Life, Off the Leash

Walking his dog, a man learns to love the simple pleasures

| March-April 2011

  • Life-off-the-Leash-Hi-Res

    Wacso /

  • Life-off-the-Leash-Hi-Res

In the beginning, I walked around the block. Or a couple of blocks. It didn’t seem to matter. That it didn’t matter was in itself novel. It had been a long time since I had gone out without any particular destination or direction, without knowing whether I was going to turn left or right at the end of the front walk.

I had no idea where all this was leading, though I like to think that even then I felt something tugging below the surface, the way a fisherman feels vibrations on a taut line and wonders whether something’s biting or it’s just the weight brushing at the bottom.

The simple aimlessness of it made me feel like a kid again. Back then, I was always out, had to be out, couldn’t bear not being out. Home from school, I shed books and disappeared, the parental refrain of “be home in time for dinner” trailing behind me.

Pete, with his boundless enthusiasm for the outside world, was like the reincarnation of that juvenile self. We’d hit the sidewalk and, like two kids with nothing special to do, spend a half hour meandering about. We were suburban vagabonds. In the mornings, with the whole world rushing to get somewhere, there was something almost subversive about roaming around with a companion who had no responsibilities.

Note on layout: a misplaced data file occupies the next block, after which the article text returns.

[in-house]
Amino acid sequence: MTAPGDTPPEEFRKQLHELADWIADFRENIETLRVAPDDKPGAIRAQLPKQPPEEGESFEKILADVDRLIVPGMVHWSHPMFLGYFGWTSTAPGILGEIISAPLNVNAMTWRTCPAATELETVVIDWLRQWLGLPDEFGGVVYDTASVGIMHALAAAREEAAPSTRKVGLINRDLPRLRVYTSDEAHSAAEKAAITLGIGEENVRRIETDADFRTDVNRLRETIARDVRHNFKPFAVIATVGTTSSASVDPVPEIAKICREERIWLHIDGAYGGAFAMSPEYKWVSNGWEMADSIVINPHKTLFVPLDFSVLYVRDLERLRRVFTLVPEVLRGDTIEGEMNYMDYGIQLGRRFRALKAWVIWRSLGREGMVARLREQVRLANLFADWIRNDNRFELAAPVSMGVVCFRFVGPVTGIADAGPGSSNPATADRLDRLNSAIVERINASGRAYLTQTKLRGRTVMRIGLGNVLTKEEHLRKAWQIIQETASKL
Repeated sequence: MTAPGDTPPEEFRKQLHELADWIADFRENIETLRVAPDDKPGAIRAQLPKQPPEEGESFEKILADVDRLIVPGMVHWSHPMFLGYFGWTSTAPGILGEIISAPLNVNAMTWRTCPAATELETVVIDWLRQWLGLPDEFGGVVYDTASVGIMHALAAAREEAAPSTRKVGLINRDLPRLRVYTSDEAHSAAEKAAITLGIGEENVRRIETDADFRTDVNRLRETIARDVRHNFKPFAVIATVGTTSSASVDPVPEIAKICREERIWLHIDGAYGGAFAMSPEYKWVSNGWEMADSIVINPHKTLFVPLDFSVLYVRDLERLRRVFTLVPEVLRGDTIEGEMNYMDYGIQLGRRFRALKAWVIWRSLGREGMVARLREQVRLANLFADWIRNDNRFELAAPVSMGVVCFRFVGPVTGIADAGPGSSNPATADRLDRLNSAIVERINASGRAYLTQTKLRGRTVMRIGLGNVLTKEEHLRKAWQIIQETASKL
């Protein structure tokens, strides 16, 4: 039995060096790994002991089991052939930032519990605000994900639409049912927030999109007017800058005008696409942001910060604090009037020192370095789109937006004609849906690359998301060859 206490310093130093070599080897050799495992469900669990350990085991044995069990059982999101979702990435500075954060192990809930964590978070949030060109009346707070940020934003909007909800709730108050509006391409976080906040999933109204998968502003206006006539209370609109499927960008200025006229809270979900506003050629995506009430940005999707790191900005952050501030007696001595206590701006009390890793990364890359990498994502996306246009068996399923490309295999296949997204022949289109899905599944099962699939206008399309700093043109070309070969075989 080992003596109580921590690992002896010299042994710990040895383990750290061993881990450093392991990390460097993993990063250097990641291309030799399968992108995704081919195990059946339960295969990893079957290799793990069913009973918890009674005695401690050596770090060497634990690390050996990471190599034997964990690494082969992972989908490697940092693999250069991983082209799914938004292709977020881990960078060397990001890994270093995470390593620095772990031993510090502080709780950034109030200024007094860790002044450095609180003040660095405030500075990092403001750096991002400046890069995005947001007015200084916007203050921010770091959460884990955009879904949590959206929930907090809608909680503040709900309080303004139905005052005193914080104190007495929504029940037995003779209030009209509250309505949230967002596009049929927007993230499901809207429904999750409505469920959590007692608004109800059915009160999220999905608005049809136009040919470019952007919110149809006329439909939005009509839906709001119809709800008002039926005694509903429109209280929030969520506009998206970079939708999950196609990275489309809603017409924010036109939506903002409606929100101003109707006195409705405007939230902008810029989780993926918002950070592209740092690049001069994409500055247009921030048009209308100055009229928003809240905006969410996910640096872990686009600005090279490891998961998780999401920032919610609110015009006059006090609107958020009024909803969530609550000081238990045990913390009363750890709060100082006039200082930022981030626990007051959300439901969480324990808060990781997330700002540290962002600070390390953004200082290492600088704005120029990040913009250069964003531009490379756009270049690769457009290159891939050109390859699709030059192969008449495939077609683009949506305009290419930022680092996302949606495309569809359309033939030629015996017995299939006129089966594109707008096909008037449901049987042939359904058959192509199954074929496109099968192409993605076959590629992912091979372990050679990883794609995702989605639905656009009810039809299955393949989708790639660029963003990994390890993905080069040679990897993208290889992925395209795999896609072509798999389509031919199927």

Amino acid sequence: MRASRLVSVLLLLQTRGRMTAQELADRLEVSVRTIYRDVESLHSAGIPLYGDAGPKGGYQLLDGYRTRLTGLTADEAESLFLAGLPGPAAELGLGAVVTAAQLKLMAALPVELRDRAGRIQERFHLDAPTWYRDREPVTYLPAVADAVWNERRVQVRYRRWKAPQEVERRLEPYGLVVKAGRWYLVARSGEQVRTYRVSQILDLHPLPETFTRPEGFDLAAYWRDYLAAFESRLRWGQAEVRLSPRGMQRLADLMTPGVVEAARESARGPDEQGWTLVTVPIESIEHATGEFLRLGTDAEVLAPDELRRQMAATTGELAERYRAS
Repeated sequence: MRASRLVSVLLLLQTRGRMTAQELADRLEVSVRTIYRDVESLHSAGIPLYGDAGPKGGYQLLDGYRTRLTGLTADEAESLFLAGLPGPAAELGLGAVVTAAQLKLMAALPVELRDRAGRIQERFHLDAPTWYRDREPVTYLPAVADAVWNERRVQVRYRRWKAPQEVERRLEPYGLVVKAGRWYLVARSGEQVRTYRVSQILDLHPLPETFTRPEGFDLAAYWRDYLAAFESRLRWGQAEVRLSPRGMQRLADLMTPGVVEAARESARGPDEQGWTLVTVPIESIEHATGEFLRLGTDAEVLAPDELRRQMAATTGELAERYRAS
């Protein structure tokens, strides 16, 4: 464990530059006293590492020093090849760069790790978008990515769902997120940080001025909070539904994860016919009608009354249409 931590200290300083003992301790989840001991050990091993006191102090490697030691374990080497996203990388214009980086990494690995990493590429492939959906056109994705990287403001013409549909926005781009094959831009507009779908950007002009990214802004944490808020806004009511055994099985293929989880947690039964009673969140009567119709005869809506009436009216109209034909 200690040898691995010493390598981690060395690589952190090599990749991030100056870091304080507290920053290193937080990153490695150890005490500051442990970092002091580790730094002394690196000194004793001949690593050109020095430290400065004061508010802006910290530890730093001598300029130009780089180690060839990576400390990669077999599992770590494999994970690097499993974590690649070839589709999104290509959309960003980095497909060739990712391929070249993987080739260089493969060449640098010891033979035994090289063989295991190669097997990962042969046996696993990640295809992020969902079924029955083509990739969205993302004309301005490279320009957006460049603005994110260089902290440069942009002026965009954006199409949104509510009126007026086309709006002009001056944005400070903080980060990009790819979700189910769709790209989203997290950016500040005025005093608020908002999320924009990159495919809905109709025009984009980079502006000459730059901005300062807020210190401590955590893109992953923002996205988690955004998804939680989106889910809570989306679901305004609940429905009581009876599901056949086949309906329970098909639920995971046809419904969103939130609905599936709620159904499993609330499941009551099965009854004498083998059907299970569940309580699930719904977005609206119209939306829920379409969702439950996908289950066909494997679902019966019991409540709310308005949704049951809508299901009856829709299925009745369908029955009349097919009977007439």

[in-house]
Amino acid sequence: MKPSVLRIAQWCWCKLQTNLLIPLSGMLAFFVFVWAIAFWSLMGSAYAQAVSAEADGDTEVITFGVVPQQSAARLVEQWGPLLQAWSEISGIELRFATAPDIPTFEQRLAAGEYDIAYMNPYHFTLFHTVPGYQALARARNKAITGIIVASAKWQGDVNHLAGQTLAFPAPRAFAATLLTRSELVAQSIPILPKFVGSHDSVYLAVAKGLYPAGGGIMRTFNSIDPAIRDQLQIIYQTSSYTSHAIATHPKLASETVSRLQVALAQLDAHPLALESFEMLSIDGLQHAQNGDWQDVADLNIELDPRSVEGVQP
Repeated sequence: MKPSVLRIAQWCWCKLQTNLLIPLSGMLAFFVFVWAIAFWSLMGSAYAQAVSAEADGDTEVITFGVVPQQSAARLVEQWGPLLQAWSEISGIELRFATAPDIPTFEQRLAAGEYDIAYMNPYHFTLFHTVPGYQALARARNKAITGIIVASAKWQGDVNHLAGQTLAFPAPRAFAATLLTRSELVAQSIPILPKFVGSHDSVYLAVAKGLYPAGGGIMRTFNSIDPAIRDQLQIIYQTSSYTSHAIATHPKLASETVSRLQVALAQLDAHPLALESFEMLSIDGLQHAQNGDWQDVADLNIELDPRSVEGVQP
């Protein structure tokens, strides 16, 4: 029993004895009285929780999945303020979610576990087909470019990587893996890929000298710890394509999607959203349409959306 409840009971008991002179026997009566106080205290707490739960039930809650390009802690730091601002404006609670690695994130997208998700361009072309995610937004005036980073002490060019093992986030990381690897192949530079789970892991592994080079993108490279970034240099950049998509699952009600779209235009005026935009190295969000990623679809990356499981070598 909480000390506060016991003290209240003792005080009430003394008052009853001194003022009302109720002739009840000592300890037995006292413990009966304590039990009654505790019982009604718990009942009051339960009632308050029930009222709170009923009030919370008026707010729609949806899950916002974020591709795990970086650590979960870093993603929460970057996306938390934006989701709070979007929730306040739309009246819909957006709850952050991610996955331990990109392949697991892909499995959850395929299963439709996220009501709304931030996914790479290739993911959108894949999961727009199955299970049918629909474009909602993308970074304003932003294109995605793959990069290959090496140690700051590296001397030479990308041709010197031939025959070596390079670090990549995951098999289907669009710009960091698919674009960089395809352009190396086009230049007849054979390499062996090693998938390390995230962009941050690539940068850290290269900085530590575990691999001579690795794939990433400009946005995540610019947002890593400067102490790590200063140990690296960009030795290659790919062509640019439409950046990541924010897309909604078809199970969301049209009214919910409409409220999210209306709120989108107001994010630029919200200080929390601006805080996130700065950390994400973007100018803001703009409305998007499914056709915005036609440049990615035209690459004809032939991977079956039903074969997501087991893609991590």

And every once in a while, there’d be a night when the simple act of going away from the house and not coming back was like a scene from It’s a Wonderful Life. I remember one snowy night. This was one of those times when I really didn’t want to go out with the dog. There had been a party, I was a little tipsy, the house was warm, my bed beckoned. I had practically forgotten that we had a dog until I heard Pete’s desperate reminder, a single yip, issued from the direction of the front door.

I felt put upon. What was the story with this animal, this beast with its primitive needs? How could it continually rely on me to provide this escort service? Was it my fault that dogs hadn’t kept up with their evolutionary development? Where did this sense of entitlement come from? Was there a clause in some ancient contract between people and dogs?

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